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Viscount jailed for offering money for killing of Gina Miller

An aristocrat has been jailed for 12 weeks after offering money to anyone who would run over and kill Gina Miller, the campaigner whose court fight forced the government to consult parliament before triggering the Brexit process.

Rhodri Philipps, the fourth Viscount St Davids, was convicted on Tuesday of two counts of sending malicious communications. He wrote on Facebook that he would put up “£5,000 for the first person to ‘accidentally’ run over this bloody troublesome first-generation immigrant”, soon after she won her high court case.

Philipps, who is 50 and from the Knightsbridge area of central London, appeared in the dock wearing a pink shirt and green trousers and a waistcoat for his sentencing hearing.

In a statement read to the court, the prosecutor said Miller had “been the subject of a vicious hate campaign and vilified on social media outlets”. Philip Stott said she had been the victim of “racial and offensive personal slurs”, adding that she felt scared as a result.

The judge expressed doubt when, in mitigation, Philipps’s lawyer Sabrina Felix told the court of her client’s remorse. “It is quite a change in two days, isn’t it? Two days ago, he was explaining to me his racist views, as one might say,” the judge said.

Philipps paced back and forth in the dock and, invited to address the judge himself, said her “critique” of him at an earlier hearing had “struck a chord”. He had believed in his defence but had come to recognise that “much more is expected of me and so it should be”.

He told the judge: “When you looked at me and said ‘ashamed’, your intonation was like a streak of lightning.”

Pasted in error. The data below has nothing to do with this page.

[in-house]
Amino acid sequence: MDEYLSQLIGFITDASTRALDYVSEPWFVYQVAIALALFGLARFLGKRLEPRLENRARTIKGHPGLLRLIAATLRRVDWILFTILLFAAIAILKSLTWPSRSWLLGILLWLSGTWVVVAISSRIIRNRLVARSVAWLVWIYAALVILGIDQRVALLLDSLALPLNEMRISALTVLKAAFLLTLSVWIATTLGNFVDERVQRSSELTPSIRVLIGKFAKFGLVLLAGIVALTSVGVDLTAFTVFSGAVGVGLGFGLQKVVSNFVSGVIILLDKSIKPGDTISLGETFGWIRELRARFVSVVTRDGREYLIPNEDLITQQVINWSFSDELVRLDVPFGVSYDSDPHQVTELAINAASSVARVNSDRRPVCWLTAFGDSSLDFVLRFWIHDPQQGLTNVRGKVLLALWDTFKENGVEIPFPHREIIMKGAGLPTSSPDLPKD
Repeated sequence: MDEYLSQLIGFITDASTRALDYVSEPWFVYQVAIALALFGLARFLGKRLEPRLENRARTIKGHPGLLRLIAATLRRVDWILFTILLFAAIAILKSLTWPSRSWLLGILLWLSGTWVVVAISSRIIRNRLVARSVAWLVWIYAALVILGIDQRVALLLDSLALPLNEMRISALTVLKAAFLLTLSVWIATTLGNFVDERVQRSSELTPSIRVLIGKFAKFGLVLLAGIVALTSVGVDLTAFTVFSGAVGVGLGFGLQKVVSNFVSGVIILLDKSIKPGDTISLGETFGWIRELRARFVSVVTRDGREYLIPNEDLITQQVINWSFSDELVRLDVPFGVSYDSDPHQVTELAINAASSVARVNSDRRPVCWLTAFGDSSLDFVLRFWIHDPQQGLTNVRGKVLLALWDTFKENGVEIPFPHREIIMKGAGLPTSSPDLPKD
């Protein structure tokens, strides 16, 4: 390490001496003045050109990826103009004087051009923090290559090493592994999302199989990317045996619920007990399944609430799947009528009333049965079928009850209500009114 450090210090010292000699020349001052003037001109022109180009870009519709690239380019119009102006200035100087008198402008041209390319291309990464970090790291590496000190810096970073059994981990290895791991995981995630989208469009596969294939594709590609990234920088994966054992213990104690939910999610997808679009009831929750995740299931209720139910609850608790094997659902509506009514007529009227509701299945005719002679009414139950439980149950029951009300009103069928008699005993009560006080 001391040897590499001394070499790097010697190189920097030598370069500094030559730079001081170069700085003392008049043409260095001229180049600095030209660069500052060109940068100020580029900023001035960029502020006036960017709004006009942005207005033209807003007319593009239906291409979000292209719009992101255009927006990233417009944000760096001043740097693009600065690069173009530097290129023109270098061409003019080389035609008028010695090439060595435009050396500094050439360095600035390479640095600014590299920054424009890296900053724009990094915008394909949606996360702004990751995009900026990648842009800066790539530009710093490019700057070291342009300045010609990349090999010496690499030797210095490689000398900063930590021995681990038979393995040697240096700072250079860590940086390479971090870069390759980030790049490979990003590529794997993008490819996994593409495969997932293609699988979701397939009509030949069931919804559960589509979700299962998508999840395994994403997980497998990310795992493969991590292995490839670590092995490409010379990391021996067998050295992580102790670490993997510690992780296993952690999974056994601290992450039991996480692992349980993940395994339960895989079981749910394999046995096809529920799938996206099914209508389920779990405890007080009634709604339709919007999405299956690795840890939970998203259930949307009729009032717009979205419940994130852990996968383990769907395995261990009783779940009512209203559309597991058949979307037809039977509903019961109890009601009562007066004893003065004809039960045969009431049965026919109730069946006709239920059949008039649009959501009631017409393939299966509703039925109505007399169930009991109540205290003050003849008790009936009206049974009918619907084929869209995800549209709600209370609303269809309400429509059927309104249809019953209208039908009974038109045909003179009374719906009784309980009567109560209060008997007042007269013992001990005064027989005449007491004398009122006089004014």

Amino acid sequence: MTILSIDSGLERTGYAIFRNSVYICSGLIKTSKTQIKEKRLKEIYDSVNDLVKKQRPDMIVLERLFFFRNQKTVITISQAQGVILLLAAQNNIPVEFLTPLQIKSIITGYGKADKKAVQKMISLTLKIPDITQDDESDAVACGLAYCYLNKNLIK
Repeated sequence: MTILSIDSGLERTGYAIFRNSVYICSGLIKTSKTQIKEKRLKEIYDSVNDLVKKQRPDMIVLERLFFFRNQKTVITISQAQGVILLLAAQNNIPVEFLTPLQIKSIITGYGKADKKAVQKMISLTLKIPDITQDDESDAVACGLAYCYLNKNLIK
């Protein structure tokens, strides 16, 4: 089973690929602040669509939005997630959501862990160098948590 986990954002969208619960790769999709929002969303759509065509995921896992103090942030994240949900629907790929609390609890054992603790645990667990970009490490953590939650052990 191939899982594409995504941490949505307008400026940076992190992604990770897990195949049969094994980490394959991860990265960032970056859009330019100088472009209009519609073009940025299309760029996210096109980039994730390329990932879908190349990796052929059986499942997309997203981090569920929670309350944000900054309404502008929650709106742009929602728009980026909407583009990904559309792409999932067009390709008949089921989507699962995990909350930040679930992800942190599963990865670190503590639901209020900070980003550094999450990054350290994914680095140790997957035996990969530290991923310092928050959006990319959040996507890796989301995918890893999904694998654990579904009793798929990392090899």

Philipps had described Miller as a “boat jumper”, adding: “If this is what we should expect from immigrants, send them back to their stinking jungles.”

He was also convicted over comments he made online in response to a news article about a man called Arnold Sube, who was reported to have turned down a five-bedroom council house for his family of eight children. “I will open the bidding. 2,000 in cash for the first person to carve Arnold Sube into pieces. Piece of shit,” he wrote.

Philipps accepted writing the posts but insisted they were neither publicly visible, nor menacing. He told the court: “My own mother is an immigrant from the very same continent [as Miller].”

Miller had said she found the posts “genuinely shocking” and said she felt “violated” by them. The campaigner said she was “very scared for the safety of herself and her family”.

Stott said at an earlier hearing: “In addition to finding it offensive, racist and hateful, she [Miller] was extremely concerned that someone would threaten to have her run over for a bounty.

“She took the threat seriously, and it contributed to her employing professional security for her protection.”

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